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Iacono, R. The Tyrrhenian Sea Circulation. Encyclopedia. Available online: (accessed on 19 June 2024).
Iacono R. The Tyrrhenian Sea Circulation. Encyclopedia. Available at: Accessed June 19, 2024.
Iacono, Roberto. "The Tyrrhenian Sea Circulation" Encyclopedia, (accessed June 19, 2024).
Iacono, R. (2021, June 16). The Tyrrhenian Sea Circulation. In Encyclopedia.
Iacono, Roberto. "The Tyrrhenian Sea Circulation." Encyclopedia. Web. 16 June, 2021.
The Tyrrhenian Sea Circulation

Knowledge about marine circulation and its variability is a basic requirement for the correct management of activities aimed at exploiting marine resources and for the prevention and eventual mitigation of the risks involved. The activities of the Marine Hazard Project, to which this special number of Sustainability is dedicated, focus on geothermal resources connected with some submerged volcanic systems located in the Tyrrhenian Sea. This sea hosts delicate coastal and marine ecosystems, and is characterized by rich dynamics, both driven by the interaction of the local forcing with the complex morphology and bathymetry of the basin, and by exchanges with adjacent sub-basins which take place at all depths. 

Tyrrhenian Sea circulation Mediterranean Sea dynamics deep circulation seasonal variability seamount effects climate change

1. Introduction

The coastal areas of the Tyrrhenian Sea—the main Italian sea, TYS hereafter—host delicate environments that are under pressure deriving from climate change and from the impacts of human activities. The latter may be amplified by local circulation features that can act as attractors of marine litter, or can disperse coastally released pollutants, endangering the local ecosystems, even in protected areas (see, e.g., the recent works [1][2], focusing on the Ligurian Sea, where the Pelagos Sanctuary for marine mammals is located). Detailed knowledge of marine circulation is therefore required for correct management of the socio-economic activities insisting on coastal areas, as well as for the planning of future activities aiming at the exploitation of marine resources, in order to understand, prevent, and eventually mitigate the risks involved. This needs to be achieved in the context of an evolving scenario, since important modifications of the hydrological properties of the TYS and, more generally, of the whole Mediterranean Sea, have been observed in the last few decades, whose impacts on circulation still need to be clarified (see, e.g., [3], about the Mediterranean surface warming trend, and [4], pointing out a strong increase of the salt content in the western Mediterranean since 2005).
The understanding of the TYS circulation is also hindered by the complex structure of the basin itself. The lower panel of Figure 1 displays the bathymetry of the TYS and shows its three main openings, the Corsica and Sardinia Channels (to the north and southwest, respectively), connecting the TYS to the westernmost part of the western Mediterranean, and the Sicily Strait (to the south), through which the western Mediterranean communicates with the eastern sub-basin, or Levantine basin. The TYS circulation is strongly affected by complex exchanges that take place at all depths through these openings, whose characterization has been—and still is—a key issue from an observational point of view. Smaller openings that strongly influence the surrounding circulation include the Bonifacio Strait, the narrow passage between Corsica and Sardinia, to the east of which a permanent dipole is located (Bonifacio dipole, with the cyclonic pole to the north; see the yellow ovals in Figure 1), and the Messina Strait, between Sicily and the southern part of Italy, an area characterized by strong tidal currents. The red oval in Figure 1 highlights the region of the Palinuro Seamount, which is of direct interest for the Marine Hazard Project because of the hydrothermal systems present in the area, and of the associated mineral deposits (see [5], and references therein).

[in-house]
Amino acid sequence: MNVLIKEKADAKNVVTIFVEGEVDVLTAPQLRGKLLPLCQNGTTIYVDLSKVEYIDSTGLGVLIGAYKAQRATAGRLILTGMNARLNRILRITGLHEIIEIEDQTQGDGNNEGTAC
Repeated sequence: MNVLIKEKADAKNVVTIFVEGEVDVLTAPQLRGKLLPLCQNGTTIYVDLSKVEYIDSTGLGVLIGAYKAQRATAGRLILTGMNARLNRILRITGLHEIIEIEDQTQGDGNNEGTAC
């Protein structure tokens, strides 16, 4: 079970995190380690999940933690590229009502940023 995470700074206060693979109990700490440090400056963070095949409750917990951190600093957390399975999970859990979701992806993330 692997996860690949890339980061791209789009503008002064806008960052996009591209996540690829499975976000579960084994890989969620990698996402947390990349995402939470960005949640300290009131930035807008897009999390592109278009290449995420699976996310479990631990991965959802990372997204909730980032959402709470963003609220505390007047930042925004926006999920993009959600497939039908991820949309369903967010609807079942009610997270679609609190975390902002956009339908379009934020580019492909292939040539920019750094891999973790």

Figure 1. Top panel: the red box indicates the position of the Tyrrhenian Sea inside the Mediterranean basin. Lower panel: geometry and bathymetry (colours) of the Tyrrhenian Sea. The yellow ovals on the left schematically indicate three permanent structures of the basin circulation, the two poles of the Bonifacio dipole to the north, and a wide cyclonic area between Sardinia and Sicily. The arrows indicate the paths inside the basin of the Atlantic Water (AW; red) entering from the Sardinia Channel, and of the Levantine Intermediate Water (LIW; yellow) that enters from the Sicily Strait. The small red oval encompasses the Palinuro Seamount, to the southwest of which the Marsili Seamount can be recognized.
The hydrology and the dynamics of the TYS have been studied for a long time, and the large-scale picture resulting from the experimental campaigns of the 20th century has been summarized in several classical works [6][7][8][9]. In the present review, we mostly focus on the main developments from the last decade, which have led to a more detailed description of the TYS circulation and of its variability. For a short synopsis of previous investigations, the reader can refer to the introduction of [10], a paper that assesses the variability of the TYS surface circulation, mostly based on the analysis of satellite altimeter data. The synopsis includes some interesting works [11][12] in which simplified, barotropic models of the dynamics were used to study the relation between the structure of the large-scale circulation and that of wind-forcing, and numerical investigations performed with the first, relatively coarse-resolution, general circulation models (GCMs) implemented over the Mediterranean Sea [13][14].